The 2017 College Student Survey, a new nationally representative survey of current students examining their perceptions about preparation for the workforce and the career-related support they receive from their institutions. Representing the views of more than 32,000 students at 43 randomly selected four-year institutions, the survey reveals a crisis of confidence among most students regarding their readiness to launch careers.
Student confidence in their workforce preparation differs across majors.
Nontraditional students feel more prepared than traditional students.
Students who receive career-specific support feel most prepared for the workforce.
Nearly four in 10 students have never visited their school’s career services office of used online career resources, including more than one-third of seniors.
Career services are particularly helpful for underrepresented and underserved student populations.
Students receive helpful advice about courses and programs from academic advisers, but less so about careers and postgraduate options.
Universities can push students to seek out conversations with faculty members about career options. In doing so, universities open a dialogue between faculty and students about the relationship between academic studies and future careers — one that stands to benefit all parties.
“Higher education’s promise of social mobility hinges on students graduating with confidence, purpose and the skills needed to land their first job,” said Bill Hansen, president and CEO of Strada Education NetworkSM and former U.S. Deputy Secretary of Education. “Students are telling us they feel underprepared to enter the workforce while employers bemoan the skills of recent graduates. That signals demand for new career advising and work-relevant learning models that support more successful transitions from education to employment.”
Importantly, the findings also point to solutions, revealing that students who have these three career-focused experiences at their institution are significantly more confident about their preparation for the workforce:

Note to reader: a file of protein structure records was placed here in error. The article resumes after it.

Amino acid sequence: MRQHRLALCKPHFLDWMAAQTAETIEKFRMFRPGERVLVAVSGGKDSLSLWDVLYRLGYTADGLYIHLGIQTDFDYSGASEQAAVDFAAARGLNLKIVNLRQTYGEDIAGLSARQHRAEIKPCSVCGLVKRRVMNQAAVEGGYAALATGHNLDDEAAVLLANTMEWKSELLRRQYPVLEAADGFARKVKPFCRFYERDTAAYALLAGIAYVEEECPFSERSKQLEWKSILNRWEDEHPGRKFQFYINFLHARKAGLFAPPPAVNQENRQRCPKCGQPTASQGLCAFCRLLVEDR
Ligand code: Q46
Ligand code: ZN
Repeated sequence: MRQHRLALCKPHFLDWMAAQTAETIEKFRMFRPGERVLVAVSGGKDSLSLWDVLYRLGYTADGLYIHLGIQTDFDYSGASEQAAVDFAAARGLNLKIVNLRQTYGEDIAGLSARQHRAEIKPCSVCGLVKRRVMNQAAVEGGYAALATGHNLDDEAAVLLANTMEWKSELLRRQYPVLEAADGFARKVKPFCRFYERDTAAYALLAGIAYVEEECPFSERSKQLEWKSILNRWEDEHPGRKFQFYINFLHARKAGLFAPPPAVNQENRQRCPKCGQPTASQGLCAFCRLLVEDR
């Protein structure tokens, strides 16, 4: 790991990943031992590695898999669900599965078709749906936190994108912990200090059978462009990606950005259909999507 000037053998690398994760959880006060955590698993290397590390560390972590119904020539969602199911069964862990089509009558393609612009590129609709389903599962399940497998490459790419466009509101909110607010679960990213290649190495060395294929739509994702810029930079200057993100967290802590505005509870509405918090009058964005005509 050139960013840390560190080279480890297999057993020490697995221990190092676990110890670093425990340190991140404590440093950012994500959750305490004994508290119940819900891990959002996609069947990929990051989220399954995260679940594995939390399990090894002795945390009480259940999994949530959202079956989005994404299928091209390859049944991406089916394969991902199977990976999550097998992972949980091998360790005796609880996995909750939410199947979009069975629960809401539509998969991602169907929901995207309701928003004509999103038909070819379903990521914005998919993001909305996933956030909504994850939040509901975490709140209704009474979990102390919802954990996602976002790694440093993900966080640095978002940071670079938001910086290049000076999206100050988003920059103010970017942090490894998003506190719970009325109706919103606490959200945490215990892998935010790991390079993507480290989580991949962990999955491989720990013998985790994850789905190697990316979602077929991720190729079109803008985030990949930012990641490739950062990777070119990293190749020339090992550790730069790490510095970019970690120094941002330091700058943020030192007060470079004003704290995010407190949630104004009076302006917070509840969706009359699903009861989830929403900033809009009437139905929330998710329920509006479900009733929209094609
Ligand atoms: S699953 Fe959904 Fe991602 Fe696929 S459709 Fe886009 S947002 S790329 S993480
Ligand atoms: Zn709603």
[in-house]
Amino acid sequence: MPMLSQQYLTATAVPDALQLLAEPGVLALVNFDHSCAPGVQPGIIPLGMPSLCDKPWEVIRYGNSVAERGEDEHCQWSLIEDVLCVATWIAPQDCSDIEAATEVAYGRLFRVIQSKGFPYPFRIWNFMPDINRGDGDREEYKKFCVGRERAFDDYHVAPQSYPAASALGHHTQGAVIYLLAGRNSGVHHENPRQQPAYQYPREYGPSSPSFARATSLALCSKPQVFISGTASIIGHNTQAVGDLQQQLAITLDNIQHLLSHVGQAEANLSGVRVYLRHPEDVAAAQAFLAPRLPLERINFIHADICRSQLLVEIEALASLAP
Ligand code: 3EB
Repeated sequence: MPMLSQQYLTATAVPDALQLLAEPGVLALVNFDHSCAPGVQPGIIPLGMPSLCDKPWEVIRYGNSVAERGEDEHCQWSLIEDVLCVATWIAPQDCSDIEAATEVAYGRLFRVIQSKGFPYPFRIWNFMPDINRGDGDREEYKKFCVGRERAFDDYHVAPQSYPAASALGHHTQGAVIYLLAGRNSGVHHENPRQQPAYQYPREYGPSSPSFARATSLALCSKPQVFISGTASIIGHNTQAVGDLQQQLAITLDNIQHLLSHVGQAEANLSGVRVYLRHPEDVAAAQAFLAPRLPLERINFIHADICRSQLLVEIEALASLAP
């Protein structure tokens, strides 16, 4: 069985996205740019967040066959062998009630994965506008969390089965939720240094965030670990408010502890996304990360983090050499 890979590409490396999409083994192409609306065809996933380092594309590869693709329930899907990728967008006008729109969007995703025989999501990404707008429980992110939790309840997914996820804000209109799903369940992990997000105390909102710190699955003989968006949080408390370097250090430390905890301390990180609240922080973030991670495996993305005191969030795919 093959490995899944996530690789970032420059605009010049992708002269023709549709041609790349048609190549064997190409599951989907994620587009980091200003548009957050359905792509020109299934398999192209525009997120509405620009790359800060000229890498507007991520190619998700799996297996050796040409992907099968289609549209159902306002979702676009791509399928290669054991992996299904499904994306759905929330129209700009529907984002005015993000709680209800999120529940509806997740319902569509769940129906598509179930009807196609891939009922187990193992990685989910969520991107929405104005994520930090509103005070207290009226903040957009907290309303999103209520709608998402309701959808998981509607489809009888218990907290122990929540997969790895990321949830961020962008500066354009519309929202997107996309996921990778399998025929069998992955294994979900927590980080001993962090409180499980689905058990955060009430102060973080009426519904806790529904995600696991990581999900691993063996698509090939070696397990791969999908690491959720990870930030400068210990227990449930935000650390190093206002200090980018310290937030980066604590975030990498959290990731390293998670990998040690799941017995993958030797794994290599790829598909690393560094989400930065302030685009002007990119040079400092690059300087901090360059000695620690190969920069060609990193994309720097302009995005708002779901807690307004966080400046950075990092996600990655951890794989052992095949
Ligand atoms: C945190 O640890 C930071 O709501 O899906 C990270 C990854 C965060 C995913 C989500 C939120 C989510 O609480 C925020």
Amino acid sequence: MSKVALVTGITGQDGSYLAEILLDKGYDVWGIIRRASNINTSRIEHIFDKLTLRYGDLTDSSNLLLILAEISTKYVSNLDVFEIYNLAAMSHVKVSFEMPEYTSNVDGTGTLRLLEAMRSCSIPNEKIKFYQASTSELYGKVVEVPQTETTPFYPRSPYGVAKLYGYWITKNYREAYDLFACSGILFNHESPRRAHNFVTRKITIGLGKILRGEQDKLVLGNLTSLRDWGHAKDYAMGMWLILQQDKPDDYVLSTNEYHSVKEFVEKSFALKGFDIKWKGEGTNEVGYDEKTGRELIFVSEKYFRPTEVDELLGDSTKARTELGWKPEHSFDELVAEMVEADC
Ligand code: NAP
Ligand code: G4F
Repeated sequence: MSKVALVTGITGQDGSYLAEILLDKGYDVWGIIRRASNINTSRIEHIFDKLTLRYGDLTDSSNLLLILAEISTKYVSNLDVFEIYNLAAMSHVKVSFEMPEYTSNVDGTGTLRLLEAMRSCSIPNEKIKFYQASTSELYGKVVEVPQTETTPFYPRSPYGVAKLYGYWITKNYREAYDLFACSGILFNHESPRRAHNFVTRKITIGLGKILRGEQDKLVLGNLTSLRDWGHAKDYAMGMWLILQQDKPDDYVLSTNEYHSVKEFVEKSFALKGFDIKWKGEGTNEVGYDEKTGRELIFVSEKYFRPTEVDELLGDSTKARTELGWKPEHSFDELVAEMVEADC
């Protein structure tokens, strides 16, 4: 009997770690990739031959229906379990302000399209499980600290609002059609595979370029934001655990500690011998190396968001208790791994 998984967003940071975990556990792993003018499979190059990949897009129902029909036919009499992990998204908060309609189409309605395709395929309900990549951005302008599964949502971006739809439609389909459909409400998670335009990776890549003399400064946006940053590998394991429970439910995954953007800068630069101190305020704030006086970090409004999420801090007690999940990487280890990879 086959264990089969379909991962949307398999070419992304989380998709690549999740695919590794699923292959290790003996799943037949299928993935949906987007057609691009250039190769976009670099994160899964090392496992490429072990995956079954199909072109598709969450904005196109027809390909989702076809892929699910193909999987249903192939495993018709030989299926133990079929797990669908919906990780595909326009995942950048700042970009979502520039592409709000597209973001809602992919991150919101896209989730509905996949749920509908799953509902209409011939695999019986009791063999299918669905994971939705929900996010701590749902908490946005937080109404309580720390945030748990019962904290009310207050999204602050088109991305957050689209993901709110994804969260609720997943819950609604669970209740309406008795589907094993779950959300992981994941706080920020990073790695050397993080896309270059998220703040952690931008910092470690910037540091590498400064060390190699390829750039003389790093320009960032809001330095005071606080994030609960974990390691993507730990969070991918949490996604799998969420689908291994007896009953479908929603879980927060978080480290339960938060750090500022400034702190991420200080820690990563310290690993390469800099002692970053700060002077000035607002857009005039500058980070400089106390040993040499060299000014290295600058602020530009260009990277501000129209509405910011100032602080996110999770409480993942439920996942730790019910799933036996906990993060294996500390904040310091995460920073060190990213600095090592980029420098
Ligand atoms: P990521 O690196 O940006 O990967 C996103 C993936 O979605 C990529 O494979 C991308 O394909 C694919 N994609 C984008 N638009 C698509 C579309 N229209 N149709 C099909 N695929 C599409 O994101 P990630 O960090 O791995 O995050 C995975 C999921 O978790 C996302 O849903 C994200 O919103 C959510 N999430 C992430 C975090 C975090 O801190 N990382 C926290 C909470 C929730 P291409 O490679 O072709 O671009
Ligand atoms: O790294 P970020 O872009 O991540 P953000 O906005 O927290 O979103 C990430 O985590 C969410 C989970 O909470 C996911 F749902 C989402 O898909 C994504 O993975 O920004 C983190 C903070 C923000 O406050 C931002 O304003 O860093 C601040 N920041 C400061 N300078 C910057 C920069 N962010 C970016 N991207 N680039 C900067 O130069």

Additional survey insights include:
“Students aren’t prepared for work – and they know it,” said Brandon Busteed, Executive Director, Education & Workforce Development at Gallup. “The fact that 88% of freshmen say, ‘getting a good job’ is the reason they go to college, yet only a third strongly agree they are getting the skills and knowledge they need to succeed is a mandate to improve how institutions approach everything from their academic curriculum to advising.”
When it comes to education after high school, Americans know what they value and why. At Strada Education Network, we are listening to what they have to say and leveraging their insights about experiences and outcomes to forge more purposeful pathways between education and careers.
Gallup strategically partners with institutions to conduct custom research and implement best practices that create environments in which students and employees thrive.
Applied connections between education and work are increasingly a part of undergraduate education in the United States.
Disparities in securing paid internships persist for women, people of color, first-generation college students, and students with low incomes — even when taking into account their fields of study
Two centuries after the first historically Black colleges and universities were founded, the 101 accredited HBCUs in operation today continue to deliver on their legacy of expanding educational opportunity for Black students that leads to successful and fulfilling lives.
As a field, higher education has experienced a continuing evolution in how to measure success. For nearly five decades success efforts were focused on access, followed by the past decade and a half pursuing completion, and the field now has a growing focus on the value of a degree and student outcomes beyond completion.
Strada’s prior research on undergraduate perceptions of the value of their education demonstrates that students value their education most when they receive support to connect their education and career interests.
NSSE and Strada researchers identify gaps in social capital development in 2021 NSSE career preparation data
In the wake of historic pandemic-related enrollment declines, postsecondary institutions have responded by developing and expanding innovative approaches to engaging learners.
The baccalaureate degree remains the surest path to economic mobility, employment stability, and a host of associated social benefits.
Courses, faculty receive high marks, but valued education-career connections are less consistent, and females, first-generation, Black alumni are less likely to report successful outcomes
Steep declines in undergraduate enrollment during 2020 and 2021 threaten to widen existing equity gaps in college completion and career opportunities.